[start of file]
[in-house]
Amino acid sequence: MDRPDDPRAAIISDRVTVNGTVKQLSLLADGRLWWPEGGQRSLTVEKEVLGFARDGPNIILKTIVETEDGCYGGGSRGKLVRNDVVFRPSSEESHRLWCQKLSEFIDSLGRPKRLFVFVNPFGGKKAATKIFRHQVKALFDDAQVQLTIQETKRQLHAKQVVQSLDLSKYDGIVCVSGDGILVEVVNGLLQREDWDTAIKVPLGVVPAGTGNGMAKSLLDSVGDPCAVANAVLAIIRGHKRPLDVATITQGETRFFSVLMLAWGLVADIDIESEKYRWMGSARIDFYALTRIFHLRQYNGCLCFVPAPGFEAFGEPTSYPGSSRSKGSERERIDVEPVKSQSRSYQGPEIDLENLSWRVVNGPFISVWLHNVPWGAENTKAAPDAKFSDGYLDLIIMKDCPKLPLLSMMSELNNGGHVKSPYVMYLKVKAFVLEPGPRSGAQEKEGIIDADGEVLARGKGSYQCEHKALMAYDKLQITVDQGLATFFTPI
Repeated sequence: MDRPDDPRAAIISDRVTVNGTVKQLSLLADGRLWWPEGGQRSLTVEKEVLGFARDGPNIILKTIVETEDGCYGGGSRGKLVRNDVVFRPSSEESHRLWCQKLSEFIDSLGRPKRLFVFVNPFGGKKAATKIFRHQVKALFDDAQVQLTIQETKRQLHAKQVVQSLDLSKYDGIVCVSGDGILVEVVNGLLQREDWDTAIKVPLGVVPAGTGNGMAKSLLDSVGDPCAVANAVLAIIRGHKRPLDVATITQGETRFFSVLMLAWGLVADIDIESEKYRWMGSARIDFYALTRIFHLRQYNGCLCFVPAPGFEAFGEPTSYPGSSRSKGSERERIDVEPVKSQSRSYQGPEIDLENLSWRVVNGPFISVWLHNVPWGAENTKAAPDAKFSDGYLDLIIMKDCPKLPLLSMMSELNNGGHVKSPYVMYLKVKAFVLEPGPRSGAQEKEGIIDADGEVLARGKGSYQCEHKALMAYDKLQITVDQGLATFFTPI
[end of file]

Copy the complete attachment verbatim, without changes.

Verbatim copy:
[in-house]
Amino acid sequence: MDRPDDPRAAIISDRVTVNGTVKQLSLLADGRLWWPEGGQRSLTVEKEVLGFARDGPNIILKTIVETEDGCYGGGSRGKLVRNDVVFRPSSEESHRLWCQKLSEFIDSLGRPKRLFVFVNPFGGKKAATKIFRHQVKALFDDAQVQLTIQETKRQLHAKQVVQSLDLSKYDGIVCVSGDGILVEVVNGLLQREDWDTAIKVPLGVVPAGTGNGMAKSLLDSVGDPCAVANAVLAIIRGHKRPLDVATITQGETRFFSVLMLAWGLVADIDIESEKYRWMGSARIDFYALTRIFHLRQYNGCLCFVPAPGFEAFGEPTSYPGSSRSKGSERERIDVEPVKSQSRSYQGPEIDLENLSWRVVNGPFISVWLHNVPWGAENTKAAPDAKFSDGYLDLIIMKDCPKLPLLSMMSELNNGGHVKSPYVMYLKVKAFVLEPGPRSGAQEKEGIIDADGEVLARGKGSYQCEHKALMAYDKLQITVDQGLATFFTPI
Repeated sequence: MDRPDDPRAAIISDRVTVNGTVKQLSLLADGRLWWPEGGQRSLTVEKEVLGFARDGPNIILKTIVETEDGCYGGGSRGKLVRNDVVFRPSSEESHRLWCQKLSEFIDSLGRPKRLFVFVNPFGGKKAATKIFRHQVKALFDDAQVQLTIQETKRQLHAKQVVQSLDLSKYDGIVCVSGDGILVEVVNGLLQREDWDTAIKVPLGVVPAGTGNGMAKSLLDSVGDPCAVANAVLAIIRGHKRPLDVATITQGETRFFSVLMLAWGLVADIDIESEKYRWMGSARIDFYALTRIFHLRQYNGCLCFVPAPGFEAFGEPTSYPGSSRSKGSERERIDVEPVKSQSRSYQGPEIDLENLSWRVVNGPFISVWLHNVPWGAENTKAAPDAKFSDGYLDLIIMKDCPKLPLLSMMSELNNGGHVKSPYVMYLKVKAFVLEPGPRSGAQEKEGIIDADGEVLARGKGSYQCEHKALMAYDKLQITVDQGLATFFTPI